The Nobel Prize in Physiology or Medicine 1952
Selman A. Waksman
Presentation Speech by Professor A. Wallgren, member of the Staff of Professors of the Royal Caroline Institute
Your Majesty, Your Royal Highnesses, Ladies
Shortly after the discovery of the tubercle bacillus by Robert Koch in 1882 a search was made for an effective therapeutic agent against this germ. Eight years later Koch announced that he had succeeded in isolating a substance from tubercle-bacilli medium which he had found to be effective against tuberculous diseases. This substance is now known as tuberculin. Physicians throughout the world were most optimistic about this latest discovery by Koch, but this early optimism was soon dispelled when it was found that Koch's results could not be reproduced by other workers, and some of these workers found that tuberculin was dangerous when used in large doses.
A similar picture has occurred with all subsequent anti-tuberculous remedies. I will recall the short-lived triumph of sanocrysin and the sulpha compounds, promin, promizol, and diazone which were used in the States during the War and which were received at first with great enthusiasm. It is therefore quite natural for physicians to be sceptical when they heard that a new anti-tuberculous remedy called «streptomycin» had been produced in the United States in 1943. A decade has almost passed since this discovery and experiences from the whole world has proven that we have at last the first effective remedy against tuberculosis.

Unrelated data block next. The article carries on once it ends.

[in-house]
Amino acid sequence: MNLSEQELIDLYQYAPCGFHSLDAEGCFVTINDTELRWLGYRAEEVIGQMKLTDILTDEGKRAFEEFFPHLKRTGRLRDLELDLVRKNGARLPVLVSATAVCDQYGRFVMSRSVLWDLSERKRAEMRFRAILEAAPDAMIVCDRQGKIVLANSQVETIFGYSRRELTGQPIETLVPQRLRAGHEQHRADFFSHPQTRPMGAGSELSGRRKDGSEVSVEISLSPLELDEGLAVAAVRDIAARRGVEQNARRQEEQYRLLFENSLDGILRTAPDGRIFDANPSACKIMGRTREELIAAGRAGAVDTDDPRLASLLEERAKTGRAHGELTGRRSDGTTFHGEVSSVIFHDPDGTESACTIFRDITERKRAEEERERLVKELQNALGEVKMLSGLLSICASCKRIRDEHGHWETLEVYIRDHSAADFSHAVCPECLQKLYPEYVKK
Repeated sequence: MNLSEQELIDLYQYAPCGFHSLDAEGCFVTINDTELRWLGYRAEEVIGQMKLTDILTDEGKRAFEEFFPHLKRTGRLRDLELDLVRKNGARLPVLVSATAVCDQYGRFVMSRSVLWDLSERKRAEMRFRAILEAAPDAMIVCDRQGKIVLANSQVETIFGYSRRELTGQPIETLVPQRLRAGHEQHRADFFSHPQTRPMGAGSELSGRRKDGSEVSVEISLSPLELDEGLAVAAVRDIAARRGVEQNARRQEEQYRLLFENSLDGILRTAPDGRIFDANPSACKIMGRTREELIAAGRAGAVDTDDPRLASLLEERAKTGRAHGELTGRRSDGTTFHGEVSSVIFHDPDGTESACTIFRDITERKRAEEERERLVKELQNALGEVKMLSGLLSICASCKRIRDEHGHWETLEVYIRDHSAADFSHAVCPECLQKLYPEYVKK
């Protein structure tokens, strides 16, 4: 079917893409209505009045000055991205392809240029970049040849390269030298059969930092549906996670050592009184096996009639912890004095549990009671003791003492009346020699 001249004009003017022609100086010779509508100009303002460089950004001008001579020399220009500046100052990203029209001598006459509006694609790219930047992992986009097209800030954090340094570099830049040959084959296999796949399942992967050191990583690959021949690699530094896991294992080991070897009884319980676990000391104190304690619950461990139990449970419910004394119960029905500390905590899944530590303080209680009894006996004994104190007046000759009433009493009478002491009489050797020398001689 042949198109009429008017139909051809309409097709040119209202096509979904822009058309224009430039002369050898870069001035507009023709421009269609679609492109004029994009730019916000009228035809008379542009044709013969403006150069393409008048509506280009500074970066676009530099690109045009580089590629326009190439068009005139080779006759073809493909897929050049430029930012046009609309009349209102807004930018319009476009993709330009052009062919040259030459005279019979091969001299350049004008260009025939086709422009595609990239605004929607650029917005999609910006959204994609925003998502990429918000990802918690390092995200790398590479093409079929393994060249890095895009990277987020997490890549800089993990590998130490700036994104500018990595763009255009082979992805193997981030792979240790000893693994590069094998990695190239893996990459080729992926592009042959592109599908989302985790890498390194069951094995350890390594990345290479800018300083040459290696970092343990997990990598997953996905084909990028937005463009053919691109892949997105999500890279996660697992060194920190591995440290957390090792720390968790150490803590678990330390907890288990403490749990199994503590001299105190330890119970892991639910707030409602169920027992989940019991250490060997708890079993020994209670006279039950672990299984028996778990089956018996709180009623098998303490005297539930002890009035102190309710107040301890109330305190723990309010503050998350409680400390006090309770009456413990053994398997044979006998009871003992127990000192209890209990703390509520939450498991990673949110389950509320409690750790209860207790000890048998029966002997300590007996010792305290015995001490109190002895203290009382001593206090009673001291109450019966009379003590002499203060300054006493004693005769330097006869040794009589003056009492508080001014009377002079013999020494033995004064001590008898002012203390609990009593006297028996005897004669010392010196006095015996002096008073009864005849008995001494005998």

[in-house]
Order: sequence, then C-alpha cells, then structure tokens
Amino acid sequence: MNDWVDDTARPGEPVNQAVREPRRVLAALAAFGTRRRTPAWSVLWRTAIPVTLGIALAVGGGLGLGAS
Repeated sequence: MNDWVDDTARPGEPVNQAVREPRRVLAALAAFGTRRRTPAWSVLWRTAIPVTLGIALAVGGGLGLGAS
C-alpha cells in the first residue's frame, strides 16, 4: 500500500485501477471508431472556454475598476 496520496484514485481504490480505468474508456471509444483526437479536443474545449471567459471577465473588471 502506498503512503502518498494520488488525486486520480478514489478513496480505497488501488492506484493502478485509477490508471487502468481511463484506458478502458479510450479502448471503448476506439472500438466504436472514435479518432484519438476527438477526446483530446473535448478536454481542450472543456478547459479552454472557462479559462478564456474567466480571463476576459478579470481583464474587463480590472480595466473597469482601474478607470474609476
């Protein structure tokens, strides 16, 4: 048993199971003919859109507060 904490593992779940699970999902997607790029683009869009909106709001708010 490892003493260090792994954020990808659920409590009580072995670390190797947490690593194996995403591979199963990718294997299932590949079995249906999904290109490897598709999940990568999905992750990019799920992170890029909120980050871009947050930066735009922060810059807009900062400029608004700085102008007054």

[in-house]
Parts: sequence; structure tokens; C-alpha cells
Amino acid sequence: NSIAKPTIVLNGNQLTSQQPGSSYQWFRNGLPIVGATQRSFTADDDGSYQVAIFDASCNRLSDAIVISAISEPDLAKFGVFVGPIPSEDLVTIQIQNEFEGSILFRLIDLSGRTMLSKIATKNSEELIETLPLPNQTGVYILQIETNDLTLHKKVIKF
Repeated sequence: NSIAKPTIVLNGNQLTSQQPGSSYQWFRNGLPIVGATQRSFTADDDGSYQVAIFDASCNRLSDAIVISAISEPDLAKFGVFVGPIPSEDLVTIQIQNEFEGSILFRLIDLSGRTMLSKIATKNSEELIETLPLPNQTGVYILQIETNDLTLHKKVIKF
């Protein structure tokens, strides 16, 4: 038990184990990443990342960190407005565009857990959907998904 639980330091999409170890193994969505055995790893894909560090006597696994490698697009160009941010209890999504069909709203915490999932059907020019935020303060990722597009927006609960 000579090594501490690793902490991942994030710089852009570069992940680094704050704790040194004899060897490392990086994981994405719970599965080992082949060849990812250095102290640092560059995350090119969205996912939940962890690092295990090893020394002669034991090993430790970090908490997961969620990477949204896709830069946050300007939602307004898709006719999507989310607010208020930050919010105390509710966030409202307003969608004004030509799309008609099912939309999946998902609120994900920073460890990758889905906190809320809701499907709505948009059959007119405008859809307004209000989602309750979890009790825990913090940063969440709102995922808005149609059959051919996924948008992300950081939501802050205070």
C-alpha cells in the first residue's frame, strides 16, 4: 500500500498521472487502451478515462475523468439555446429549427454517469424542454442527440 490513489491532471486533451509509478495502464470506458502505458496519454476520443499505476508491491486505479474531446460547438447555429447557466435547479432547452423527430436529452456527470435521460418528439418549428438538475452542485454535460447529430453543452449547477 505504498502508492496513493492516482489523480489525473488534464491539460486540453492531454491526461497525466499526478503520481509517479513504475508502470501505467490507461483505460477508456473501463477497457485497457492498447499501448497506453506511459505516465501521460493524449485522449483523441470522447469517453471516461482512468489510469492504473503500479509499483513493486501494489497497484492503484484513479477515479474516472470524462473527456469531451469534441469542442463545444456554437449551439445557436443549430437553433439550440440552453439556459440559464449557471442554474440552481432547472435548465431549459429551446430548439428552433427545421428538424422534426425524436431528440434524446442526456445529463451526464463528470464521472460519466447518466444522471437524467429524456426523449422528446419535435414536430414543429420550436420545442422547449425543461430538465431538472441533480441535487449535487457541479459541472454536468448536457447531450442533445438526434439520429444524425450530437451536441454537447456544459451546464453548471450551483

In contrast to the discovery of penicillin by Professor Fleming which was largely due to a matter of chance, the isolation of streptomycin has been the result of a long-term, systematic and assiduous research by a large group of workers. The initiator and leader of this group was Dr. Waksman. Dr. Waksman is the microbiologist at the Agricultural Department of Rutgers University in New Brunswick, New Jersey, and has been actively engaged on research work on soil microbes for many years, including their synergistic and antagonistic fight for existence. In 1939, i.e. one year before the rediscovery of penicillin by Florey and Chain, Dr. Waksman started an extensive programme of study which was aimed at determining the nature of the substance by which the various soil microbes destroyed each other. He had been interested in the actinomycetes for a quarter of a century, and it was only natural that he should first turn his attention to these microbes. In 1915 Dr. Waksman and one of his assistants had isolated from the soil a strain of actinomycete which they called Actinomyces griseus. This name was changed to Streptomyces griseus in 1943 and under this name it has now become world renowned. It is from a strain of this species that streptomycin is produced. Dr. Waksman had shown that of the microbes, Streptomyces was best able to survive when the living conditions in the soil became unsatisfactory, and this was an additional reason for commencing with the Streptomyces.